Computer Club 2…
…is the sequel to this success story. Sequel, because some lobotomized idiot at the TV Station WDR decided even against 250.000 people signing petitions, to discontinue one of the oldest and most renowned shows on german television after 23 years and over 400 episodes. That is why the two Wolfgangs and their colleague Heinz Schmitz go ahead on their own. And produce – in their typical, not always 100% modern but even more charming way – via the Internet. Computer Club 2 is also available as a Podcast, as well as Audiodat – a format using Flash to play back visuals keyframed to the podcast, developed by the makers themselves. For sure there is also the classic Video, (whyever) as a download on the CCzwei-Homepage. And of course the TV broadcast via some small and mostly unknown channels, which fortunately also upload the episodes to YouTube. All broadcast channels added, Computer Club 2 is still at an audience of about 300.000 per episode. That’s quite huge for germany, even more when you realize this is all based on donations. Are you going to donate something as well? Thank you!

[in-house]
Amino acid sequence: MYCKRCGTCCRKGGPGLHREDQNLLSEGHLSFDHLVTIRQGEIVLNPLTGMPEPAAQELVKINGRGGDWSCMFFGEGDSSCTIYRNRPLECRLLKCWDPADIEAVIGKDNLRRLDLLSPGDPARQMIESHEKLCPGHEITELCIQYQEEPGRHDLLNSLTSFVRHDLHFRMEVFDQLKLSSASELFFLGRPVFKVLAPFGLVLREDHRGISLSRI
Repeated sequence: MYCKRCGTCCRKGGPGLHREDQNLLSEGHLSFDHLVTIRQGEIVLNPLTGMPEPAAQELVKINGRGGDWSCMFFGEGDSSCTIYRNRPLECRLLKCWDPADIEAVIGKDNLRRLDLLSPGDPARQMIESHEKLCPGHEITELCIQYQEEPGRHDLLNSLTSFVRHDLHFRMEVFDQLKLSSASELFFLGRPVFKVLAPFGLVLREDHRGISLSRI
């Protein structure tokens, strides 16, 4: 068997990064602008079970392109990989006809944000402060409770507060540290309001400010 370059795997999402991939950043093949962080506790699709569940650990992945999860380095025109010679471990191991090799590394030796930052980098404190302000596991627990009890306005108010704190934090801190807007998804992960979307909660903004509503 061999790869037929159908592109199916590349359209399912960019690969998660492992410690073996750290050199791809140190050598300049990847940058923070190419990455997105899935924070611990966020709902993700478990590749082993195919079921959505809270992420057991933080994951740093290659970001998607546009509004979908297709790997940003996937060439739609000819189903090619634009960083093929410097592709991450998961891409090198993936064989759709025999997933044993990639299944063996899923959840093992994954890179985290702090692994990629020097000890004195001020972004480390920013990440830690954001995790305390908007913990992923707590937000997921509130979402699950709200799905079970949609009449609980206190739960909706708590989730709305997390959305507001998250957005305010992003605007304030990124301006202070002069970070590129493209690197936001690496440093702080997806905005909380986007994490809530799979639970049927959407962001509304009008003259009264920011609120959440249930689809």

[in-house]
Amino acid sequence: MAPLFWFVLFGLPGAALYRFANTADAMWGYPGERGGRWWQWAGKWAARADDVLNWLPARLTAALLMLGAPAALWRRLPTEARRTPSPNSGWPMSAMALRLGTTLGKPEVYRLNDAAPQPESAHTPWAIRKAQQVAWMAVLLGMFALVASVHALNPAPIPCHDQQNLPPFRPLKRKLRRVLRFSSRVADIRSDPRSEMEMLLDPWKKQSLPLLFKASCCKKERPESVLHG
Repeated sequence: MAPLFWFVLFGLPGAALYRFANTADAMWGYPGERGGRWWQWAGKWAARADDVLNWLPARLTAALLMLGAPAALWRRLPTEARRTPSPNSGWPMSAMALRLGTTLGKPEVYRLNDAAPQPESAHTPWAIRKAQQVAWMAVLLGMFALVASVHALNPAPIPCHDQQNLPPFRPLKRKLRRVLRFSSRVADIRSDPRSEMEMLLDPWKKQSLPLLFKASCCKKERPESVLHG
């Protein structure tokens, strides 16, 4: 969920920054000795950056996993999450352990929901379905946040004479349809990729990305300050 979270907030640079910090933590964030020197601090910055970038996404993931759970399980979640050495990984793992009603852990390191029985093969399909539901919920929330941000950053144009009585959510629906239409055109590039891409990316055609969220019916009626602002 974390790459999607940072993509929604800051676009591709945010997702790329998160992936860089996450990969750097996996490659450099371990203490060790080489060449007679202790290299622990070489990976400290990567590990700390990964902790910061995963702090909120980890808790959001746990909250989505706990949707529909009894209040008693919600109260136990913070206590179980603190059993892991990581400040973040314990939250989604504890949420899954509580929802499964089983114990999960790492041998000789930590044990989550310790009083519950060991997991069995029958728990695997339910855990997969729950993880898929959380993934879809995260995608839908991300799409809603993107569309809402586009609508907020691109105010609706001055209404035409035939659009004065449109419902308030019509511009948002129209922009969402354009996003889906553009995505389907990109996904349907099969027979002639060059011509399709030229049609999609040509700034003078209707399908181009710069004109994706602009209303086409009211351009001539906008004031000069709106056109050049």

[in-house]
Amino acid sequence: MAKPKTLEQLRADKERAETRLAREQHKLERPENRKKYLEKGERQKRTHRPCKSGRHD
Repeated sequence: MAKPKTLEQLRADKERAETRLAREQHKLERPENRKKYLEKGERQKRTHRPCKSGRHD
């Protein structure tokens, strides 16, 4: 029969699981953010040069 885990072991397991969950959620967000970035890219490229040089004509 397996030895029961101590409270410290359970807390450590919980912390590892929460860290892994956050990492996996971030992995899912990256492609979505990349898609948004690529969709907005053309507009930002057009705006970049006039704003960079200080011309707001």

Long story, short baseline. I have been invited as a guest to Computer Club. No kidding! Actually I even had the honour to be in TWO episodes. I think I will buy a house by the lake and go fishing now – somehow it feels I achieved everything a nerds life has to offer, haha! ;oD=
Wanna take a peek into the show? Fire up your german, and there you go:
Computer Club 2, Episode 94
Featuring an impressive Octocopter with HD Videocam, Wolfgang Rudolph and Heinz Schmitz discussing the modern Web and the necessity of relaunching their (outdated) Homepage, and me allowed to show how Edge Inspect could speed up that process:
Computer Club 2, Episode 93
To have that said: recording these episodes has been true fun, and I hope you guys like it. What a privelege – I am really proud to have been part of that once in my life.
Again my deepest gratitude to Heinz Schmitz and Wolfgang Rudolph, has been a true pleasure to join you. Please go ahead with what you’re doing – let this success story exceed it’s 30st year, and beyond. I would love to be part of the show again!